Cinderella Liberator is excellent proof that a feminist and egalitarian fairy tale need not be pedantic. Solnit not only offers agency to Cinderella, but to the prince, the stepsisters, and the animals. The story is full of humor and lesson that scarcity is the result of greed is clear, but not preachy. Choosing Arthur Rackham’s work to illustrate the story gives it a connection to the past, to the world of fairy stories. This is a wee book and can be read in one wee bite, but it is a delicious bite.
I received an e-galley of Cinderella Liberator from the publisher through Edelweiss.
Cinderella Liberator at Haymarket Books Rebecca Solnit author site Arthur Rackham at Wikipedia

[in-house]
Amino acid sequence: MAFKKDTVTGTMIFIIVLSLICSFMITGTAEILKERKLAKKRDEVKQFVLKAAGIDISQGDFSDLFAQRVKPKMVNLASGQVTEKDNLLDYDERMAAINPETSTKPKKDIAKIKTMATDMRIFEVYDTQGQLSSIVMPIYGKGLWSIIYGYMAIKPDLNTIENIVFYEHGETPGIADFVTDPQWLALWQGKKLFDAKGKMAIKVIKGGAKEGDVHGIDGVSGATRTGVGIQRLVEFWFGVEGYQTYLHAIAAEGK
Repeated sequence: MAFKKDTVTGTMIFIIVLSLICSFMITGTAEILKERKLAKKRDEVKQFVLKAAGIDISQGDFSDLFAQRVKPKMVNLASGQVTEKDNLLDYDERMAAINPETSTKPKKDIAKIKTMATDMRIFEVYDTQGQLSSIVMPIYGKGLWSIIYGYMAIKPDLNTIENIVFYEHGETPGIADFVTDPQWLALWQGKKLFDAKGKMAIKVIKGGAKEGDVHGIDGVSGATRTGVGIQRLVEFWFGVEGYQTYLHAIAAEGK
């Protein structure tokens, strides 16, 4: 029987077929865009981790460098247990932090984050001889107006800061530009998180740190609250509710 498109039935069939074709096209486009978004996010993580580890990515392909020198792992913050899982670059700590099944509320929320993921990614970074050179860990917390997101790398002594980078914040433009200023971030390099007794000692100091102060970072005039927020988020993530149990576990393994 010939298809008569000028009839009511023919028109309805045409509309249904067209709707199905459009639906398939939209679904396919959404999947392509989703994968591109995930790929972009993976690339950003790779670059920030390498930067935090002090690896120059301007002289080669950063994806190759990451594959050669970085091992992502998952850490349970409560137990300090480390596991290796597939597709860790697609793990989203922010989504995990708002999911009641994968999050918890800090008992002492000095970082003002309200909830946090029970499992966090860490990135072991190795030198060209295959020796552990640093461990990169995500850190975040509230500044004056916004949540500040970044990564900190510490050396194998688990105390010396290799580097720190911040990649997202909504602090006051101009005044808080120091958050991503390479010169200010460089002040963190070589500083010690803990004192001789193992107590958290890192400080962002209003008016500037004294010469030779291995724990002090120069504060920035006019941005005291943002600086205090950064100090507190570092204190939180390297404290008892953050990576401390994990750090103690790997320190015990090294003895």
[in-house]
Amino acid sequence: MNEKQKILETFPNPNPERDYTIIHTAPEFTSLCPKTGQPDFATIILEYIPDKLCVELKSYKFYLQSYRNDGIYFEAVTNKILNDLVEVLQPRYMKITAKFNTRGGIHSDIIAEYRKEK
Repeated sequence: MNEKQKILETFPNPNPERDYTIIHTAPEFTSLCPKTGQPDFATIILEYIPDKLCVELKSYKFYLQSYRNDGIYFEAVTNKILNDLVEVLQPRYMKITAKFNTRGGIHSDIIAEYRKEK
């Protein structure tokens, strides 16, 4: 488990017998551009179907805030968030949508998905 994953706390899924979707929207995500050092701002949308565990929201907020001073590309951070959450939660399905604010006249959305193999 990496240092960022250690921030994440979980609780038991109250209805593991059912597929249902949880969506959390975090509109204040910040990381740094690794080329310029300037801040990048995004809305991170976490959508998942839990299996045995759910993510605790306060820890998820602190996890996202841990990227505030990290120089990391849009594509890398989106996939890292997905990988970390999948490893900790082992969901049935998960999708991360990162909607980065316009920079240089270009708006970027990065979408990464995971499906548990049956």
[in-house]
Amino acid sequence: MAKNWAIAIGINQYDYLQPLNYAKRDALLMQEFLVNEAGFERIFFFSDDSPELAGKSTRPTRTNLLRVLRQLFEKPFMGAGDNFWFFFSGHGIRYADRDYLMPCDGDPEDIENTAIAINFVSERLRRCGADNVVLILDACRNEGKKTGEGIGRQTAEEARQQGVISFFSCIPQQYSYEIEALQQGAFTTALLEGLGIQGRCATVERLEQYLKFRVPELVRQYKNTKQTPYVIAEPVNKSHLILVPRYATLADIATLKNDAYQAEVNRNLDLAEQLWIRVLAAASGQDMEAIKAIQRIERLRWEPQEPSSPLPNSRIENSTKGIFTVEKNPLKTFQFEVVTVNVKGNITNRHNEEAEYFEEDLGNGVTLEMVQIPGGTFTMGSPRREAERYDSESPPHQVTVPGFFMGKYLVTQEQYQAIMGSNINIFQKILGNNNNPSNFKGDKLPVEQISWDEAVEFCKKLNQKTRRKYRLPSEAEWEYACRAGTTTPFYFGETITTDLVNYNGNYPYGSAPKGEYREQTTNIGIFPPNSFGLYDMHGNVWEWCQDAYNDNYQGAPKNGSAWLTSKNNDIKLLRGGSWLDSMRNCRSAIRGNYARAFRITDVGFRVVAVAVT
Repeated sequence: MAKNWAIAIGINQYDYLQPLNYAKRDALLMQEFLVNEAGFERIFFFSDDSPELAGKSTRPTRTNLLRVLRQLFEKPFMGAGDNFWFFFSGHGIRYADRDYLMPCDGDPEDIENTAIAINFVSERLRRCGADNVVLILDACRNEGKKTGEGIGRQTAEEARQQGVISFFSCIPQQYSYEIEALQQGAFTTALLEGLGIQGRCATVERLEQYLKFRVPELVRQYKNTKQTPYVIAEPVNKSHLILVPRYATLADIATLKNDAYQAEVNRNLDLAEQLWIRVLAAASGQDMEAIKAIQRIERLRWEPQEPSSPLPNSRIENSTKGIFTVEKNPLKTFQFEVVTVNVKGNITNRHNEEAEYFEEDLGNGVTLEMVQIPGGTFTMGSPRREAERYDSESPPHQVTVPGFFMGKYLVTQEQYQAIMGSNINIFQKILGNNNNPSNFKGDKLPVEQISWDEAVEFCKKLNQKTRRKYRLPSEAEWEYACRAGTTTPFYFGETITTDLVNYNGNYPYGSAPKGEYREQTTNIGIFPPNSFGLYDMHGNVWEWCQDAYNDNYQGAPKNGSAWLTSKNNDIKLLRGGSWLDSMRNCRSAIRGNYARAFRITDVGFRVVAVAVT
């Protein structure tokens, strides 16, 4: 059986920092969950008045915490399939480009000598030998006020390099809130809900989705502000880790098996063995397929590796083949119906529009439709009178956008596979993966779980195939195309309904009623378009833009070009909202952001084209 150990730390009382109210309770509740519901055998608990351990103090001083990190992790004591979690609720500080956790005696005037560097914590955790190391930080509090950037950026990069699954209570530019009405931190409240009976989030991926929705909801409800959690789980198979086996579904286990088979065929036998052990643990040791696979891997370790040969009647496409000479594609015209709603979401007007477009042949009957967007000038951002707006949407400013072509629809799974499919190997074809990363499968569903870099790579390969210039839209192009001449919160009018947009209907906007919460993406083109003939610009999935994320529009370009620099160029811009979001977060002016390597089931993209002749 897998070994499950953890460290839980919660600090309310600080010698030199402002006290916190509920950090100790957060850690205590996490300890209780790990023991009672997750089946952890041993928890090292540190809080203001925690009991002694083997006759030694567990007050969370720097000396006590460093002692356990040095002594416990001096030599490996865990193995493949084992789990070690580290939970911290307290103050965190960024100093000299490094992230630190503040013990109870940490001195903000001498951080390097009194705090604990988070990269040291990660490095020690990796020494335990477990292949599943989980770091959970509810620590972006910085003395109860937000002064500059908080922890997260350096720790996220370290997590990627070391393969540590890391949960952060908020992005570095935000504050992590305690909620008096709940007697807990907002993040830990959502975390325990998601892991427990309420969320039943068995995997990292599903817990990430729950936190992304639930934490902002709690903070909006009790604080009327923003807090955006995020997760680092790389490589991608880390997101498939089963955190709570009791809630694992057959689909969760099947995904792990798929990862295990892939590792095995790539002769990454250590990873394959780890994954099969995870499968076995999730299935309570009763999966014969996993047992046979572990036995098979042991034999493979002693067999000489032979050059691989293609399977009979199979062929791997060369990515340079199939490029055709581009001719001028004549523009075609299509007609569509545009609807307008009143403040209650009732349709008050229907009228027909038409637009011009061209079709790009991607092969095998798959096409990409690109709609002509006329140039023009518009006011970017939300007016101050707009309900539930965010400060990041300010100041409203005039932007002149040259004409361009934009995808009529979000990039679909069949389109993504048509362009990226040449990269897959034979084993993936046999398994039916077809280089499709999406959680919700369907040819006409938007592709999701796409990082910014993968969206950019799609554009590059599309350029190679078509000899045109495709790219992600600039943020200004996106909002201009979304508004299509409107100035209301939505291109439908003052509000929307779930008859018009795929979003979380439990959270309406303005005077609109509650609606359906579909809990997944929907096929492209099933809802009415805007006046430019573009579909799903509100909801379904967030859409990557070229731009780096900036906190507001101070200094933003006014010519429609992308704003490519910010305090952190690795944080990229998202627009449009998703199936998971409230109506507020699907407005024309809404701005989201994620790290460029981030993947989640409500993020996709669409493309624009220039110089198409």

Cinderella is not a sisterhood friendly story. After all, the title character is in direct competition with her sisters (step or blood) to marry a man. It’s really not a sisterhood story. It might be a mother or daughter because both groups of girls are helped either by a mother or mother figure. Solnit’s retelling corrects this. The marriage of a more modern Cinderella with the older illustrations by Rackham is strange but it does actually work. The language is wonderful, and the book should be read aloud. There are nice additions, like about the animals that get transformed, as well as more information about the fairy godmother. It was nice.